SALEM, Ore. (KOIN) -- On Monday, the country will celebrate Martin Luther King Jr. Day, a celebration for one of history's greatest civil rights leader.
King's legacy, and his impact, is being realized here, where we live, through Adrienne Nelson, who was recently sworn in as the first African-American State Supreme Court Justice in Oregon's history.
"It's a really proud moment," Nelson said after she was sworn in to her new position. "I mean, the historical context is not lost on me.
"I have always been a proud African-American woman. I draw strength from our history -- the resiliency, the strength."
Adrienne Nelson is the first African-American in Oregon's Supreme Court. (KOIN)[/caption]
Nelson, now one of 7 justices in Oregon's Supreme Court, grew up in Arkansas and earned a law degree from the University of Texas before moving to Oregon in the mid-90s. She's moved from public defender, to a lawyer in a private practice, to a senior attorney at Portland State University before Governor Ted Kulongoski appointed her to the Multnomah County Circuit Court in 2006.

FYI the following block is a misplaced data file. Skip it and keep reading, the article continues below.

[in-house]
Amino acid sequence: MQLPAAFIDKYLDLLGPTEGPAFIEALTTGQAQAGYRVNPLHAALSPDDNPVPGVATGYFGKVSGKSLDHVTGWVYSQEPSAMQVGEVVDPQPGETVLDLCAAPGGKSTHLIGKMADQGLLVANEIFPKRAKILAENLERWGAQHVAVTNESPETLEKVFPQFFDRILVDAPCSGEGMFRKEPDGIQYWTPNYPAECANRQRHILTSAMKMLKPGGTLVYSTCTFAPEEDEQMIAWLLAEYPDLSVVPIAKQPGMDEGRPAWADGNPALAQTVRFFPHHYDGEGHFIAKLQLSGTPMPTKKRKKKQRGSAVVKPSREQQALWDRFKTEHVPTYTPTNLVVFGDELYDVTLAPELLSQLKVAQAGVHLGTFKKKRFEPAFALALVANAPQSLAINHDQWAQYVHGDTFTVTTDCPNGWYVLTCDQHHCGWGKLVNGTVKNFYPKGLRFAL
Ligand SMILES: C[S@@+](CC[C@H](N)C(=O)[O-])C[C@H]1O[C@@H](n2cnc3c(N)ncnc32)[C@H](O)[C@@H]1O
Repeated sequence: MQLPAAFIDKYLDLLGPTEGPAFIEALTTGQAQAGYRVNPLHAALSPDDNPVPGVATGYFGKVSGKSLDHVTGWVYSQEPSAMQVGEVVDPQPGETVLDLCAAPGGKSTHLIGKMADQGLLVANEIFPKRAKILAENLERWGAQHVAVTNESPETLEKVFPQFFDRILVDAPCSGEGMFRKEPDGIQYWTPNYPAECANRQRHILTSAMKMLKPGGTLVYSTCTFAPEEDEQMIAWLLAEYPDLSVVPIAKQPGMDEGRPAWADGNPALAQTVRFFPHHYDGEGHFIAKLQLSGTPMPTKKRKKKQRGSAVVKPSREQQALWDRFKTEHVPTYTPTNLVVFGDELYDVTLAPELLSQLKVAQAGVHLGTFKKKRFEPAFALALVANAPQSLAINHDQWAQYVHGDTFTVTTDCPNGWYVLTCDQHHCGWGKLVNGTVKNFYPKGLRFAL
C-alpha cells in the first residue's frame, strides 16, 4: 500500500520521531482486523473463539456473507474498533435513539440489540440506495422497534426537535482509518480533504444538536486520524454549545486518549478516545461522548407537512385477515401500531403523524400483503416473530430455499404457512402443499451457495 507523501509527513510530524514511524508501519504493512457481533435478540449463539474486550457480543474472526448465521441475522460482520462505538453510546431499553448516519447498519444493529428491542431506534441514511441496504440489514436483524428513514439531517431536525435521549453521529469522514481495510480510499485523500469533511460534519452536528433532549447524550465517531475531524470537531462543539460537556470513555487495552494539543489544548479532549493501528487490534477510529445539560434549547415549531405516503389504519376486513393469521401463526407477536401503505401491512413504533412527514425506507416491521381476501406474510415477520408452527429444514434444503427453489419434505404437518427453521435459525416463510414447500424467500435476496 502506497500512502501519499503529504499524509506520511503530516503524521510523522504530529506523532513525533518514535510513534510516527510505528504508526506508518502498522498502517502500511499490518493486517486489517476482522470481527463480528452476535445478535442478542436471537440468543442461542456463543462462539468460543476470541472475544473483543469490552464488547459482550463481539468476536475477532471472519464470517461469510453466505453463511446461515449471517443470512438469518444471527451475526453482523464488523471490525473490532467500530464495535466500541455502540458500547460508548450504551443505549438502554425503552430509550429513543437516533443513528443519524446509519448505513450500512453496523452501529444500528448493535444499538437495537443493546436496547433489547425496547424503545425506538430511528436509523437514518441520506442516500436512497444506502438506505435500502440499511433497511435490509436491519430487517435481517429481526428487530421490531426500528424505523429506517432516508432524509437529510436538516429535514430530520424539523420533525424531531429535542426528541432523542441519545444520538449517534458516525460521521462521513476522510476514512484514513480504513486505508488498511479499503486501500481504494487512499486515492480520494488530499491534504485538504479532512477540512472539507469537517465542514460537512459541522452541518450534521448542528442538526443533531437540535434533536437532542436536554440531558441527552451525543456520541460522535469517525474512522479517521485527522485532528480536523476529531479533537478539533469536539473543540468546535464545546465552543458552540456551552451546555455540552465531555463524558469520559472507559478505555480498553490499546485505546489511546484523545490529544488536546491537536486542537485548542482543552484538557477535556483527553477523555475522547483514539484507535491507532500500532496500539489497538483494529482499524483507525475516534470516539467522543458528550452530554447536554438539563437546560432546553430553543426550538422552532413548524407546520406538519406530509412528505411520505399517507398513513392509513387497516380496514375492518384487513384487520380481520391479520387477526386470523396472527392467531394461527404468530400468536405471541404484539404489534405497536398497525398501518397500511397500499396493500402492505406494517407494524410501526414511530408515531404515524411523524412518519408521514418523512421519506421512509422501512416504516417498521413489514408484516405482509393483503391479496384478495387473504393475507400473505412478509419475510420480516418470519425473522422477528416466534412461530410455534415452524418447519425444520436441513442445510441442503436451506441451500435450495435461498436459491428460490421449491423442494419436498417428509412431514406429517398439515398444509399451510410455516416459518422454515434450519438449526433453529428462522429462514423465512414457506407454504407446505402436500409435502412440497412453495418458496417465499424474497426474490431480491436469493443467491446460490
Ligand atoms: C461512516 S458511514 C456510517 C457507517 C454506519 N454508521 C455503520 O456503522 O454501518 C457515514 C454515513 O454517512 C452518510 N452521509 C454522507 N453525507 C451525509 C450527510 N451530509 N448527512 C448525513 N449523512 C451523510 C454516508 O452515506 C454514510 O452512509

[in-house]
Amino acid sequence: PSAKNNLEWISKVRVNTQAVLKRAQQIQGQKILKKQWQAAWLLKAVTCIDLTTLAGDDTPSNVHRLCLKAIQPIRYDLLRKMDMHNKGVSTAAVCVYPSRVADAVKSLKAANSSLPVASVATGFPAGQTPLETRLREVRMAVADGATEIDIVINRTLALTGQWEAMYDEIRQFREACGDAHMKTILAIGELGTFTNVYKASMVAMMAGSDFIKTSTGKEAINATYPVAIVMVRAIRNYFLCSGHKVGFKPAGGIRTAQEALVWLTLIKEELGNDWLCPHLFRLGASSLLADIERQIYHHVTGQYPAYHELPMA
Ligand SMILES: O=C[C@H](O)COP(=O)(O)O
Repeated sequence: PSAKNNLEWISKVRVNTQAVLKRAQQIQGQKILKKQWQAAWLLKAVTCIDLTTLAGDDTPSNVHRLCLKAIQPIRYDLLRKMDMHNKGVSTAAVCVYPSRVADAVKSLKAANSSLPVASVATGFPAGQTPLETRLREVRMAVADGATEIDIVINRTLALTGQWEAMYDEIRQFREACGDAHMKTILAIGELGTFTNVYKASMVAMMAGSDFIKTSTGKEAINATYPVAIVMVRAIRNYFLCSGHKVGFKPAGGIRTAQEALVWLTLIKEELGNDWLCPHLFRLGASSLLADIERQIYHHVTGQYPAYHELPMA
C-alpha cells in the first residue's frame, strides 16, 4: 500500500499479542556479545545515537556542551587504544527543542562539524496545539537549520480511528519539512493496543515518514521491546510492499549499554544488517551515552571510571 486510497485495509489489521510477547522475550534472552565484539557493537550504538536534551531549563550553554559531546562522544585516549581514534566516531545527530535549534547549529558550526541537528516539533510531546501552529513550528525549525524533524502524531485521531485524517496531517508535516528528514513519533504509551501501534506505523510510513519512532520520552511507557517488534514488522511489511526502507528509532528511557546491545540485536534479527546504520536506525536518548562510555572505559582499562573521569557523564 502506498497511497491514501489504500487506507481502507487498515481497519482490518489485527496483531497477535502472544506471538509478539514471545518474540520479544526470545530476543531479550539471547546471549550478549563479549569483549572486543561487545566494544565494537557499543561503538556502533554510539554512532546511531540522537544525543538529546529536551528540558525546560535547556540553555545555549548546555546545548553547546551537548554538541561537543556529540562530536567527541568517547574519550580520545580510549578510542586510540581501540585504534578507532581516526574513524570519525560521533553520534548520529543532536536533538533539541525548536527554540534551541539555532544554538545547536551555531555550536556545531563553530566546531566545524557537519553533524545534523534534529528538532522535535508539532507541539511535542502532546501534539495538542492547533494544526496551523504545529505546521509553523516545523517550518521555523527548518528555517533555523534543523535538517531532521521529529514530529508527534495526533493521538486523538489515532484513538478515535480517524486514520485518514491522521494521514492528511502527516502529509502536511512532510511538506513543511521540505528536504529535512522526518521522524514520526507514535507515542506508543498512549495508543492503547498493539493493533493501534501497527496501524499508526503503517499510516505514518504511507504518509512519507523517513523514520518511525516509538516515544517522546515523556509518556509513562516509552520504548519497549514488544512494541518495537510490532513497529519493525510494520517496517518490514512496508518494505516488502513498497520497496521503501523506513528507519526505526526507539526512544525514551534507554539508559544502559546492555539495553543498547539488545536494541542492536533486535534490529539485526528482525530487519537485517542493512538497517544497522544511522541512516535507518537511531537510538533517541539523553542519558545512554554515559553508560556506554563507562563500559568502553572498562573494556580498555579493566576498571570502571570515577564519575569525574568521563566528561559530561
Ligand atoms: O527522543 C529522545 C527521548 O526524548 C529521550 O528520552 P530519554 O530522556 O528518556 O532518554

Now, Nelson is heading to Salem, moving into Oregon's Supreme Court. Oregon Governor Kate Brown said Nelson's perspective moves Oregon closer to a shared vision for justice for all. Nelson acknowledges that, saying she knows people think she's a "real people person."
"But I'm a nerd," she said. "I love the law. I love the rule of law. I love reading cases."
Nelson's experience with law started early. Nelson said she earned valedictorian at her Arkansas High School, but the district tried to change the rules so the honor wouldn't go to a black student. Nelson's mother, a teacher, hired a lawyer. Eventually, Nelson got her valedictorian award.
"I learned very acutely that people had issues around race," Nelson said. "But that I wanted to work, in whatever community I lived in to try to bring us all together around a variety of issues- and that's what I've tried to do."
Now, that's what she'll do in Oregon's Supreme Court, even if her mother originally wanted her to follow a different career path.
"My mother's happy about it now -- not so much then," Nelson said. "She wanted a doctor!"
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